Great Expectations By Charles Dickens Chapters 52-54 - (Volume III, Chapters 13-15)

"If all goes well," said I, "you will be perfectly free and safe again, within a few hours."

"Well," he returned, drawing a long breath, "I hope so."

"And think so?"

He dipped his hand in the water over the boat's gunwale, and said, smiling with that softened air upon him which was not new to me:

"Ay, I s'pose I think so, dear boy. We'd be puzzled to be more quiet and easy-going than we are at present. But — it's a-flowing so soft and pleasant through the water, p'raps, as makes me think it — I was a-thinking through my smoke just then, that we can no more see to the bottom of the next few hours, than we can see to the bottom of this river what I catches hold of. Nor yet we can't no more hold their tide than I can hold this. And it's run through my fingers and gone, you see!" holding up his dripping hand.

"But for your face, I should think you were a little despondent," said I.

"Not a bit on it, dear boy! It comes of flowing on so quiet, and of that there rippling at the boat's head making a sort of a Sunday tune. Maybe I'm a-growing a trifle old besides."

He put his pipe back in his mouth with an undisturbed expression of face, and sat as composed and contented as if we were already out of England. Yet he was as submissive to a word of advice as if he had been in constant terror, for, when we ran ashore to get some bottles of beer into the boat, and he was stepping out, I hinted that I thought he would be safest where he was, and he said. "Do you, dear boy?" and quietly sat down again.

The air felt cold upon the river, but it was a bright day, and the sunshine was very cheering. The tide ran strong, I took care to lose none of it, and our steady stroke carried us on thoroughly well. By imperceptible degrees, as the tide ran out, we lost more and more of the nearer woods and hills, and dropped lower and lower between the muddy banks, but the tide was yet with us when we were off Gravesend. As our charge was wrapped in his cloak, I purposely passed within a boat or two's length of the floating Custom House, and so out to catch the stream, alongside of two emigrant ships, and under the bows of a large transport with troops on the forecastle looking down at us. And soon the tide began to slacken, and the craft lying at anchor to swing, and presently they had all swung round, and the ships that were taking advantage of the new tide to get up to the Pool, began to crowd upon us in a fleet, and we kept under the shore, as much out of the strength of the tide now as we could, standing carefully off from low shallows and mudbanks.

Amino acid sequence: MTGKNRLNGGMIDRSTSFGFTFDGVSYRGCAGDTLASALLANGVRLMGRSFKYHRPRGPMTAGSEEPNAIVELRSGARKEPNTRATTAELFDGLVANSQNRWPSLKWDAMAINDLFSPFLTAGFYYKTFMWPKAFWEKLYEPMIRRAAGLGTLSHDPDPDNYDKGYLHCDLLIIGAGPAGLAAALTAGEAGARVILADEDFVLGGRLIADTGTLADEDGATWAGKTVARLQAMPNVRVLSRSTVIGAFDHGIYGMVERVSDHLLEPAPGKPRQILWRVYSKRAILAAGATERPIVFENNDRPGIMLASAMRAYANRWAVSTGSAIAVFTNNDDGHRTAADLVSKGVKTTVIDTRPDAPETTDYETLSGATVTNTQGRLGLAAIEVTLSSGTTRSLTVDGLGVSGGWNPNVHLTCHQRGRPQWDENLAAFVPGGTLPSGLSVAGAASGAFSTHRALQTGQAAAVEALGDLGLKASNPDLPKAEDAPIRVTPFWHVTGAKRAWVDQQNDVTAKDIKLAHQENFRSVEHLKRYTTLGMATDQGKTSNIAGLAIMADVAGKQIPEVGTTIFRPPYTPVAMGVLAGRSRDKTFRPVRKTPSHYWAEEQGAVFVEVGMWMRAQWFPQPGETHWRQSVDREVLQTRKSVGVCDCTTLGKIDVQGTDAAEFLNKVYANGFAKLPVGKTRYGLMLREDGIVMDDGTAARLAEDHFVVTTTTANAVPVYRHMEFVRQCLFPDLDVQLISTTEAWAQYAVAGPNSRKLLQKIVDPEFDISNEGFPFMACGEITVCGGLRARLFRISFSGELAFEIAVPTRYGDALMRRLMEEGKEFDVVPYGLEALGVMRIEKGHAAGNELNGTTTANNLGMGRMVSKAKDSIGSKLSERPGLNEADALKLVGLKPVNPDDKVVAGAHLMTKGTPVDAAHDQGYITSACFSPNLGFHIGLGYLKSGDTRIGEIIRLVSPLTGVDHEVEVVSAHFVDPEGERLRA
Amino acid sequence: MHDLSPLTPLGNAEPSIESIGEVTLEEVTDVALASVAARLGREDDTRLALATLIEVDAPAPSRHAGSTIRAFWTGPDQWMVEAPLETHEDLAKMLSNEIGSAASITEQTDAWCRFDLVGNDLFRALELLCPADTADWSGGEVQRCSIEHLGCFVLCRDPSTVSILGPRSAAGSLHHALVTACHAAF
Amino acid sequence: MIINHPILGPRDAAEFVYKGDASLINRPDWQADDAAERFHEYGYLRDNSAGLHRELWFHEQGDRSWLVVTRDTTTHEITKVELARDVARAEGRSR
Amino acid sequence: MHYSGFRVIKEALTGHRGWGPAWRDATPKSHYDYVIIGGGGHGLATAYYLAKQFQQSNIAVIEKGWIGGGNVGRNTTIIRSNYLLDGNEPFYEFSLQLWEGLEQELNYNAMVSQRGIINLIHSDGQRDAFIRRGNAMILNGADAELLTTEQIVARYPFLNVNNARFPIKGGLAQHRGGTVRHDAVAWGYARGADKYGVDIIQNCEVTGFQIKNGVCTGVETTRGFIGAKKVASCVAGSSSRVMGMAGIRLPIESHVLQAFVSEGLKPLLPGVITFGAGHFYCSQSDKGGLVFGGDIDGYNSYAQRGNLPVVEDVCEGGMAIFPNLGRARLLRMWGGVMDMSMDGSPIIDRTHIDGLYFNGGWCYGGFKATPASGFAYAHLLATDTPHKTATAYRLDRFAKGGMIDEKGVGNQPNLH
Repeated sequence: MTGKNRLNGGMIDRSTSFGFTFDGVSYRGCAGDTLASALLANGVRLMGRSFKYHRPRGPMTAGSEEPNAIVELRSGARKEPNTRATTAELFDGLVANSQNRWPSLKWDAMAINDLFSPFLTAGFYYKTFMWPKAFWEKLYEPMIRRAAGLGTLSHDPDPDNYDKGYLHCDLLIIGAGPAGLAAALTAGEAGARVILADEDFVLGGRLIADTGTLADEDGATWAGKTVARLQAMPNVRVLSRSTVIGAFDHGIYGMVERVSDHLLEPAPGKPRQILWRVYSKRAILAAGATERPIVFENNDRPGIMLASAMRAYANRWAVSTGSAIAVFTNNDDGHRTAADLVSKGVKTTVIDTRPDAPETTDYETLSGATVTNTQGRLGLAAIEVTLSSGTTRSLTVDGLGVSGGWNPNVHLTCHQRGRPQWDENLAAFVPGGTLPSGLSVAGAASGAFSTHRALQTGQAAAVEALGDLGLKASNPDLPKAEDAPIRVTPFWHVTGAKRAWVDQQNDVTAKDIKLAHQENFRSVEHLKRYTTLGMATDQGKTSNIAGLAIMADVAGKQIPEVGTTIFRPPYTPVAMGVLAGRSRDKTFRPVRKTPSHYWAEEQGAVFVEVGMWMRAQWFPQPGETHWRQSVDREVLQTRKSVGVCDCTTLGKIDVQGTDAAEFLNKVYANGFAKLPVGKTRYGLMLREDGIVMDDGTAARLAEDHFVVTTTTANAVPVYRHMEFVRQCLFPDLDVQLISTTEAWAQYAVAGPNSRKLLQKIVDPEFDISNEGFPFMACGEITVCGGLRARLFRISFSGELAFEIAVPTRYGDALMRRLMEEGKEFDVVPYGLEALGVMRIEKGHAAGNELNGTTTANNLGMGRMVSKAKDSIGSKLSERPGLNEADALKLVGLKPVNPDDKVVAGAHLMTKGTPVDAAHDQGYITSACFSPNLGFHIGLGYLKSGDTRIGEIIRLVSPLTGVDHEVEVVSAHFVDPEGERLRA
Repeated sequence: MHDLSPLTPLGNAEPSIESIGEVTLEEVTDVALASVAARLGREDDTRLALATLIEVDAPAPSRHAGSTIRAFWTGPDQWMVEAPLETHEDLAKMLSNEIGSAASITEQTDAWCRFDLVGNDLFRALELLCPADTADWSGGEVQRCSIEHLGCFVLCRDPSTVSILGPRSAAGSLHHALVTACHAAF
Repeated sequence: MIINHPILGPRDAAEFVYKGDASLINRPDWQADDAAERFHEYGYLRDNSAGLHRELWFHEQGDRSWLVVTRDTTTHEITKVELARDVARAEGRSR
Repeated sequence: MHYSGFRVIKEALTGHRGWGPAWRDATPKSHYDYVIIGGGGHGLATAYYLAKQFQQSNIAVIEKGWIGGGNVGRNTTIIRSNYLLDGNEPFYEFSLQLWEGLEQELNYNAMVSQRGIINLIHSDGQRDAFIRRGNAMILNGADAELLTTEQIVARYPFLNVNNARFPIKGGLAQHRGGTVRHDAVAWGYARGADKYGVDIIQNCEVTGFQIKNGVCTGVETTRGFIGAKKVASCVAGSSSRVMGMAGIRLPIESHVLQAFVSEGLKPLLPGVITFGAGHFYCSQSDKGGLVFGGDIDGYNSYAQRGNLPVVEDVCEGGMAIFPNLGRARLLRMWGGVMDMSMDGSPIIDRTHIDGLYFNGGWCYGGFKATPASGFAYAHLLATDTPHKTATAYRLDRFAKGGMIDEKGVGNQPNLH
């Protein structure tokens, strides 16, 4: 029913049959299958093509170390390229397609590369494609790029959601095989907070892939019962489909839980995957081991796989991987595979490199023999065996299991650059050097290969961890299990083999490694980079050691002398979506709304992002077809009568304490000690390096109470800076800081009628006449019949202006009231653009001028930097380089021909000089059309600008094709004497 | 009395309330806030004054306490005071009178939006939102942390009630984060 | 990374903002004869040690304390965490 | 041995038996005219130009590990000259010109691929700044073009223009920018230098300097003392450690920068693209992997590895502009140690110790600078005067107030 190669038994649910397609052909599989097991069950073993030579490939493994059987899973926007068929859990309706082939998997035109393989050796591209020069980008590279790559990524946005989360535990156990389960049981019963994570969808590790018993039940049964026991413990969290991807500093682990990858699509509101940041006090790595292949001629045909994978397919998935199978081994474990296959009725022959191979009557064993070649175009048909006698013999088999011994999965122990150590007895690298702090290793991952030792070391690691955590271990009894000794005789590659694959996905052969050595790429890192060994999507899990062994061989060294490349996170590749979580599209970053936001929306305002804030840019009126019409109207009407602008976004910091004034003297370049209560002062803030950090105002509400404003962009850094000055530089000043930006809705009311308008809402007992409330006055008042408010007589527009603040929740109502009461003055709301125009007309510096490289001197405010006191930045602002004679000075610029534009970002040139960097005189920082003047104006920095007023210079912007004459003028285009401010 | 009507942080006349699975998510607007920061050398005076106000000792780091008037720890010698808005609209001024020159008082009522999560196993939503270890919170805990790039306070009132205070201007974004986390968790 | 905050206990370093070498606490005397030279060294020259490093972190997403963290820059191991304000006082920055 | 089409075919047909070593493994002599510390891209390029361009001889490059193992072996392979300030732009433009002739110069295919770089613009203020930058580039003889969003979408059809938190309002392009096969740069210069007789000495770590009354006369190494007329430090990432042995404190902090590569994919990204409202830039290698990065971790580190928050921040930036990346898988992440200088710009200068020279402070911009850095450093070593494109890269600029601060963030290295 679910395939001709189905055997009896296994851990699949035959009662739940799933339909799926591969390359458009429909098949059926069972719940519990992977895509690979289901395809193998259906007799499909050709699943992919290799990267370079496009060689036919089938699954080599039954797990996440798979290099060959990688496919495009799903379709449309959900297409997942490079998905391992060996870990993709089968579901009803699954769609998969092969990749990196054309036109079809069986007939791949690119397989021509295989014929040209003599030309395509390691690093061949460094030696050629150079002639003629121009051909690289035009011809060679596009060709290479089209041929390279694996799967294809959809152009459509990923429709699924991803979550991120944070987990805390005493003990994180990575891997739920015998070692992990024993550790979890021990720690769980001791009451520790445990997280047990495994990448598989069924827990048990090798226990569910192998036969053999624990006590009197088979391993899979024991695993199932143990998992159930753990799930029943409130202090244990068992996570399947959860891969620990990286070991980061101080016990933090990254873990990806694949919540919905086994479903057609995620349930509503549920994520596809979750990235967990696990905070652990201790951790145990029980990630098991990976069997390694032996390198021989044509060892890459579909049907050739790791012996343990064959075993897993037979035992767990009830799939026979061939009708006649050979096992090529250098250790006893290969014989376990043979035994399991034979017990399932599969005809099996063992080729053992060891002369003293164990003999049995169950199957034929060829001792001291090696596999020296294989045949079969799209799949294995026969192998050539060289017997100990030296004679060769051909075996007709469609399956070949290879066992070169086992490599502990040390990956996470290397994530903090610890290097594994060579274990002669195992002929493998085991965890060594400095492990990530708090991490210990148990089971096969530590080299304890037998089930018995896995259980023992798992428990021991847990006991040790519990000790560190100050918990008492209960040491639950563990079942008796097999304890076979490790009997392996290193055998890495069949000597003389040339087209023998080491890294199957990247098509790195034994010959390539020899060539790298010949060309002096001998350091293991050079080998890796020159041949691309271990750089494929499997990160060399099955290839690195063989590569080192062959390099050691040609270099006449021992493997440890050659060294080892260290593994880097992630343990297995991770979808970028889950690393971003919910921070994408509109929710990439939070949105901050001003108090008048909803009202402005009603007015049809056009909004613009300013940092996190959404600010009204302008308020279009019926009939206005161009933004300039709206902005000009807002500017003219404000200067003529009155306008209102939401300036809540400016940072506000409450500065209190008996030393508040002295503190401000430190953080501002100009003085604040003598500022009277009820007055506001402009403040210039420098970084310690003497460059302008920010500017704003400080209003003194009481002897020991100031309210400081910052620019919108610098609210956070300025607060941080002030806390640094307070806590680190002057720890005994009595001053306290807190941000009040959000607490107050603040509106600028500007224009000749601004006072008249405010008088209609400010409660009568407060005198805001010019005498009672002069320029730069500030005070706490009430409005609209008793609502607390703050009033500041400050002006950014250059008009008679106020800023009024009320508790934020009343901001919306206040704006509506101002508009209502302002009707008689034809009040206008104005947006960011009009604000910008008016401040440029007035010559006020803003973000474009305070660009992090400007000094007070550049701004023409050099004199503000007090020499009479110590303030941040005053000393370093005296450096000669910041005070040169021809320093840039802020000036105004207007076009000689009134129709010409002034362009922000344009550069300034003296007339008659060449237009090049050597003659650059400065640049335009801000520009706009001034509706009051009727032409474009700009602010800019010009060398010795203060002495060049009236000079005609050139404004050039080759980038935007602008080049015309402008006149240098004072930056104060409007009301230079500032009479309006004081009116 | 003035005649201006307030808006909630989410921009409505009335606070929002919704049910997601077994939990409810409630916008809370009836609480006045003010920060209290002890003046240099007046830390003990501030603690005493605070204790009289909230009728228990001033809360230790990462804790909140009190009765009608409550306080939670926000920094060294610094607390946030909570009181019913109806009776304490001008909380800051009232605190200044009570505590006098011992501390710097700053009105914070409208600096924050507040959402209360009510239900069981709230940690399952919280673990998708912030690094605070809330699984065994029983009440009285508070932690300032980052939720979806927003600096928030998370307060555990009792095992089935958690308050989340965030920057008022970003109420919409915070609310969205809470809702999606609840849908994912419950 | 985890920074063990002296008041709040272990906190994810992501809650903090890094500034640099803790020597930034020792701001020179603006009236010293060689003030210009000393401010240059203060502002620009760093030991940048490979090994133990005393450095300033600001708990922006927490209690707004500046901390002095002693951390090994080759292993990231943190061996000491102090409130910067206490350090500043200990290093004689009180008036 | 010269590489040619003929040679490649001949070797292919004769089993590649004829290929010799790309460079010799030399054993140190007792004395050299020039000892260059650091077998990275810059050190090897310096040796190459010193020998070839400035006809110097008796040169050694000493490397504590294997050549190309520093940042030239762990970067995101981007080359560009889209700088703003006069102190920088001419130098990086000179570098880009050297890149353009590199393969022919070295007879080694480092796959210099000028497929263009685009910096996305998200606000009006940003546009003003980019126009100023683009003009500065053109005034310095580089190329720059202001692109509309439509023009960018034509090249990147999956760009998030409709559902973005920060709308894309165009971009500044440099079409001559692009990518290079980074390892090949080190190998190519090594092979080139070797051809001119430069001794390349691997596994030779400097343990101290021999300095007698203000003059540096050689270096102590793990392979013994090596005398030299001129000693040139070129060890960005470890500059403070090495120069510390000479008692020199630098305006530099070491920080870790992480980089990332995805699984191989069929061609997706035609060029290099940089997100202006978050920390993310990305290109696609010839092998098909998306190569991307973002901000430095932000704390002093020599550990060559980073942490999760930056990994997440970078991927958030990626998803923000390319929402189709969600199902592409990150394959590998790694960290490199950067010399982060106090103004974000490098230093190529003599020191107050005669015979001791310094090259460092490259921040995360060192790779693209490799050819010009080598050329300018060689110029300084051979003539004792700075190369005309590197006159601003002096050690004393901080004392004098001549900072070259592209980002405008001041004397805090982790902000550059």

Our oarsmen were so fresh, by dint of having occasionally let her drive with the tide for a minute or two, that a quarter of an hour's rest proved full as much as they wanted. We got ashore among some slippery stones while we ate and drank what we had with us, and looked about. It was like my own marsh country, flat and monotonous, and with a dim horizon; while the winding river turned and turned, and the great floating buoys upon it turned and turned, and everything else seemed stranded and still. For, now, the last of the fleet of ships was round the last low point we had headed; and the last green barge, straw-laden, with a brown sail, had followed; and some ballast-lighters, shaped like a child's first rude imitation of a boat, lay low in the mud; and a little squat shoal-lighthouse on open piles, stood crippled in the mud on stilts and crutches; and slimy stakes stuck out of the mud, and slimy stones stuck out of the mud, and red landmarks and tidemarks stuck out of the mud, and an old landing-stage and an old roofless building slipped into the mud, and all about us was stagnation and mud.

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